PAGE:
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Potential shift by US central bank could be bad for stocks
Investors should watch the US Federal Reserve very closely as the central bank is showing signs of a shift in thinking. This could have major implications for the direction of stocks.
The US economy grew at an annual rate of 6.4% in the first quarter of 2021, the second fastest since 2003 while initial jobless claims dropped to a post-pandemic low in the period.
Even so, the US Federal Reserve, which sets monetary policy, has vowed to keep interest rates close to zero until it sees clear evidence of sustained growth and the jobs lost during the pandemic regained.
The Fed interprets increasing inflation as a temporary phenomenon caused by the base effect from last year’s lockdowns and supply chain disruptions. That was the consensus view until the 19 May release of minutes from April’s policy making committee meeting.
It now seems a greater number of committee members are beginning to think about slowing the pace of asset purchases which have been running at $120 billion a month since June 2020.
The asset purchase programme is designed to support the economy and smooth the path back to growth after the pandemic.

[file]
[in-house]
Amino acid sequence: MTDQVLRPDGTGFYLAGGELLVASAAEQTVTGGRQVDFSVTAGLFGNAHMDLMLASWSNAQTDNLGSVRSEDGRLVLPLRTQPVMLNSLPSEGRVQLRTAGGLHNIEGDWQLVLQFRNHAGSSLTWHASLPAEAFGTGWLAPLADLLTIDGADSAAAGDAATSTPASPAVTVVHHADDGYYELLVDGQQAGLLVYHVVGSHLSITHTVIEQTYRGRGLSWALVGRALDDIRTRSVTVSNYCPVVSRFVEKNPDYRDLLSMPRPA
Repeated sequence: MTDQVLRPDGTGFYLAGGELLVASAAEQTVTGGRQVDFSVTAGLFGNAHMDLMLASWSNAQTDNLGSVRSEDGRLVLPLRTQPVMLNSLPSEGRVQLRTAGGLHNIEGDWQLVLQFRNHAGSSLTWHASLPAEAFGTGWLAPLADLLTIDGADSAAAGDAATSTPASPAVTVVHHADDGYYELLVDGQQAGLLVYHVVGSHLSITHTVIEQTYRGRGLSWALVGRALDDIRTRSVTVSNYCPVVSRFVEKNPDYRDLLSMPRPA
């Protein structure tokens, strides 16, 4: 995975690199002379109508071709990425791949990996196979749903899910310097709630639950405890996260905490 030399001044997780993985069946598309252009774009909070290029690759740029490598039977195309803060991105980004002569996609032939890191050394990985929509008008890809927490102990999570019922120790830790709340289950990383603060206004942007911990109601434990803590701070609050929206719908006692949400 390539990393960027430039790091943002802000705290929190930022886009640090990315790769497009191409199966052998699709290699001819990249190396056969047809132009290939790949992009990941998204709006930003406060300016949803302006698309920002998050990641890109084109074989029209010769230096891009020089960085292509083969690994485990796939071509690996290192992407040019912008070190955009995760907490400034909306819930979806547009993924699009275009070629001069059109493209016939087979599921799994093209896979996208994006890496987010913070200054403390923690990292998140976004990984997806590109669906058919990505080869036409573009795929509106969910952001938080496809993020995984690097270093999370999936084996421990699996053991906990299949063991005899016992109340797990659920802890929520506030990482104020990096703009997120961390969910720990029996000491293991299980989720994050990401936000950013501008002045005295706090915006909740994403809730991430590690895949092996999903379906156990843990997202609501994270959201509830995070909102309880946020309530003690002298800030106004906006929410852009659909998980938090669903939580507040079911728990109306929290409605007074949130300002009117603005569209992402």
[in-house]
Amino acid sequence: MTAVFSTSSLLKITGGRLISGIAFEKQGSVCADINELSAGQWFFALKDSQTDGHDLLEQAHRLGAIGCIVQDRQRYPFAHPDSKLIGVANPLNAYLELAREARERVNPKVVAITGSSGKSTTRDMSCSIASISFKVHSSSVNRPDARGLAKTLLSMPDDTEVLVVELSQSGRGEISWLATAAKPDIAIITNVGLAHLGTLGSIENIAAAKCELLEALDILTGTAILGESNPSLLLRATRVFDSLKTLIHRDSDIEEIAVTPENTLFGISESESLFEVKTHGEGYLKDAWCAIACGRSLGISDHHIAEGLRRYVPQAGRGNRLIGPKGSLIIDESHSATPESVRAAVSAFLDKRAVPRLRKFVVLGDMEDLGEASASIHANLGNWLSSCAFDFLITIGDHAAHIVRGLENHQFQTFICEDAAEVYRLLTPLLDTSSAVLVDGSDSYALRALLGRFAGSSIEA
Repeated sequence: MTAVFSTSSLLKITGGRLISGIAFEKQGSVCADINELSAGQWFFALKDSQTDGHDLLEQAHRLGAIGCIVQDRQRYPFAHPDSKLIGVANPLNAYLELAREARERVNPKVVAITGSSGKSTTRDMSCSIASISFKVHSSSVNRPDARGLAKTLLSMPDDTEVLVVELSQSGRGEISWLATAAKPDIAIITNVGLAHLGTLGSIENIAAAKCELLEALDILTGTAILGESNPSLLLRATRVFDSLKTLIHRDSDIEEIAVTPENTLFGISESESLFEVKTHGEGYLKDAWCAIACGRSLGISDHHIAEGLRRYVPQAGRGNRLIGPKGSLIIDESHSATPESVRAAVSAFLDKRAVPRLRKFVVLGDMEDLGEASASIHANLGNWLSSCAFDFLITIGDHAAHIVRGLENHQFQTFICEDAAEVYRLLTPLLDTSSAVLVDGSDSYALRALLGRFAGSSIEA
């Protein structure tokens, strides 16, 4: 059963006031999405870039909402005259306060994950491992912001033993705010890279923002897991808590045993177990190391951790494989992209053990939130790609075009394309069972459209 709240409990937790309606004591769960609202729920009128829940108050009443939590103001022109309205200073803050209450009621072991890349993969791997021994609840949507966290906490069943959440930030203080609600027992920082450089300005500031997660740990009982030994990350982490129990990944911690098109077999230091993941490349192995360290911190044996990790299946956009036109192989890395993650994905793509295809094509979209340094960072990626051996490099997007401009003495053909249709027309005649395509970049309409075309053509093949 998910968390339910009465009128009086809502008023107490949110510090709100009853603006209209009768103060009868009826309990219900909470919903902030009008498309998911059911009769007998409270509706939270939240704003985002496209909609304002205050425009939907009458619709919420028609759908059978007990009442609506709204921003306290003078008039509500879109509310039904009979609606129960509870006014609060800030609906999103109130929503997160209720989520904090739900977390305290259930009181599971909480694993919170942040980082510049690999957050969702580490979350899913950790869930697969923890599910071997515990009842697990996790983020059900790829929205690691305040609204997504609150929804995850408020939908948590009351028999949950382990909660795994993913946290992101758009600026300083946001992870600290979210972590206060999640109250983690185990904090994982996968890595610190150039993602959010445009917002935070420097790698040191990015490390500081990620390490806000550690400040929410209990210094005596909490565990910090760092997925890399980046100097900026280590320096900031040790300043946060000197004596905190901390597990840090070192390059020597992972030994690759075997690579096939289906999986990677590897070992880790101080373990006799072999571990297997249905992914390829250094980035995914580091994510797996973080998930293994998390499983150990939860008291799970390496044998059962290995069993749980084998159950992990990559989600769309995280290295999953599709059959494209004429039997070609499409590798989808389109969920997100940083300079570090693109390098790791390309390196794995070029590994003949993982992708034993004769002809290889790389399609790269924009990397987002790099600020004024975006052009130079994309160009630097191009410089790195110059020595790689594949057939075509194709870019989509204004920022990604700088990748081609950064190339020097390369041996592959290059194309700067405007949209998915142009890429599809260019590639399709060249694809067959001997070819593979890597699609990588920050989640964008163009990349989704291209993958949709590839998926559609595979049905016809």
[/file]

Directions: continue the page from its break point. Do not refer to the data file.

Historically, reducing asset purchases, which is called ‘tapering’, has had a big impact on financial markets, creating heightened volatility in so-called ‘taper tantrums’. In 2013 when Fed chairman Ben Bernanke attempted to taper asset purchases, markets panicked, and bond yields spiked higher.
The risk to the Fed’s policy of waiting for more evidence is that the markets perceive the central bank to be behind the inflation curve which could lead to an even bigger shock when it eventually changes policy.
Judging by the Bank of America’s latest fund manager survey, investors are already ahead of the central bank with around two thirds of respondents saying they expect global inflation and growth to remain above trend. More than a third of fund managers think inflation is now the biggest threat to the global economy.
Lawrence Summers, former US Treasury Secretary and Harvard University economist, has criticised the Fed for creating a ‘dangerous complacency’ in financial markets and misreading the economy.
Even the Federal Reserve’s own Financial Stability Report warned (7 May) that ‘asset prices may be vulnerable to significant declines should risk appetite fall’. It noted ‘a number of nonprice measures suggest that investor appetite for equity risk is elevated relative to history’.
For example, it highlighted the pace of new companies listing on the stock market was at its highest since the late 1990s.
The increasing probability of inflation shocks and elevated risk-taking suggests investors should heed Warren Buffett’s advice to be fearful when others are greedy.